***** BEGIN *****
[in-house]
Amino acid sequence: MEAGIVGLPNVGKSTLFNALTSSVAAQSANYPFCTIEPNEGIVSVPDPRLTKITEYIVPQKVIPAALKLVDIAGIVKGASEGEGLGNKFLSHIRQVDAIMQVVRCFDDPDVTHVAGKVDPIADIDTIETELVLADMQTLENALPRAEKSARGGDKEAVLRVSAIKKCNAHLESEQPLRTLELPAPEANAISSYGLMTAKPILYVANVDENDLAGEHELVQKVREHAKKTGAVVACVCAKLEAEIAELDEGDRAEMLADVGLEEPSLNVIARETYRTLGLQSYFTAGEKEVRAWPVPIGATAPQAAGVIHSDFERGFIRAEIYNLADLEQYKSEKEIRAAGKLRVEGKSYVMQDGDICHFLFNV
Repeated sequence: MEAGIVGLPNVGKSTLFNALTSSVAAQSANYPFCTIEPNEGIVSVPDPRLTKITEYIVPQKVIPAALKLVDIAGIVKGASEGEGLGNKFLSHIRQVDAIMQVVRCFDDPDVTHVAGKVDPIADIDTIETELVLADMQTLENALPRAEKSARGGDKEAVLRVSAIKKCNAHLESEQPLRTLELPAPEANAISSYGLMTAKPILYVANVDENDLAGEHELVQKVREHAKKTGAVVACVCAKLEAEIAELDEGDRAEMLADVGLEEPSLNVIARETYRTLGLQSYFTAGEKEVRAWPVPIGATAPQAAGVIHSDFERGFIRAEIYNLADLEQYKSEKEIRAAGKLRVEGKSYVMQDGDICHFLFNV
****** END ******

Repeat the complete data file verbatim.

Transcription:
[in-house]
Amino acid sequence: MEAGIVGLPNVGKSTLFNALTSSVAAQSANYPFCTIEPNEGIVSVPDPRLTKITEYIVPQKVIPAALKLVDIAGIVKGASEGEGLGNKFLSHIRQVDAIMQVVRCFDDPDVTHVAGKVDPIADIDTIETELVLADMQTLENALPRAEKSARGGDKEAVLRVSAIKKCNAHLESEQPLRTLELPAPEANAISSYGLMTAKPILYVANVDENDLAGEHELVQKVREHAKKTGAVVACVCAKLEAEIAELDEGDRAEMLADVGLEEPSLNVIARETYRTLGLQSYFTAGEKEVRAWPVPIGATAPQAAGVIHSDFERGFIRAEIYNLADLEQYKSEKEIRAAGKLRVEGKSYVMQDGDICHFLFNV
Repeated sequence: MEAGIVGLPNVGKSTLFNALTSSVAAQSANYPFCTIEPNEGIVSVPDPRLTKITEYIVPQKVIPAALKLVDIAGIVKGASEGEGLGNKFLSHIRQVDAIMQVVRCFDDPDVTHVAGKVDPIADIDTIETELVLADMQTLENALPRAEKSARGGDKEAVLRVSAIKKCNAHLESEQPLRTLELPAPEANAISSYGLMTAKPILYVANVDENDLAGEHELVQKVREHAKKTGAVVACVCAKLEAEIAELDEGDRAEMLADVGLEEPSLNVIARETYRTLGLQSYFTAGEKEVRAWPVPIGATAPQAAGVIHSDFERGFIRAEIYNLADLEQYKSEKEIRAAGKLRVEGKSYVMQDGDICHFLFNV